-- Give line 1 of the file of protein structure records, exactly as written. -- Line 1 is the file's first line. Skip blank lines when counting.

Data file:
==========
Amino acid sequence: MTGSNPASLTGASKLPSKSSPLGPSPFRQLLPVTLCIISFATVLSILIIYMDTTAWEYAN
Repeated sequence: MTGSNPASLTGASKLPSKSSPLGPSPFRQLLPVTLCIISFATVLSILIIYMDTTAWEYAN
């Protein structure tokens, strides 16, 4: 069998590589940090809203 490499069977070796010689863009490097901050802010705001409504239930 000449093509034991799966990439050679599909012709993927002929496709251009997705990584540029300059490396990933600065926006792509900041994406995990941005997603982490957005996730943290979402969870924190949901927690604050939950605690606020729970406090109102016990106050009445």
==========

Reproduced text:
Amino acid sequence: MTGSNPASLTGASKLPSKSSPLGPSPFRQLLPVTLCIISFATVLSILIIYMDTTAWEYAN